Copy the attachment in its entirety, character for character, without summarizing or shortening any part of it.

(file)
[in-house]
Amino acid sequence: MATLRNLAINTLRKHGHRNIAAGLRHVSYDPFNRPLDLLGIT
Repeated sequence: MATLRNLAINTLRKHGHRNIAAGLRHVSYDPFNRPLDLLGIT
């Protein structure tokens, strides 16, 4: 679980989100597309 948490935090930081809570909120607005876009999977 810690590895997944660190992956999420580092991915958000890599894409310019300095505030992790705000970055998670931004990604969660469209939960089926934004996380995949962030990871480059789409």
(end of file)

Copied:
[in-house]
Amino acid sequence: MATLRNLAINTLRKHGHRNIAAGLRHVSYDPFNRPLDLLGIT
Repeated sequence: MATLRNLAINTLRKHGHRNIAAGLRHVSYDPFNRPLDLLGIT
């Protein structure tokens, strides 16, 4: 679980989100597309 948490935090930081809570909120607005876009999977 810690590895997944660190992956999420580092991915958000890599894409310019300095505030992790705000970055998670931004990604969660469209939960089926934004996380995949962030990871480059789409």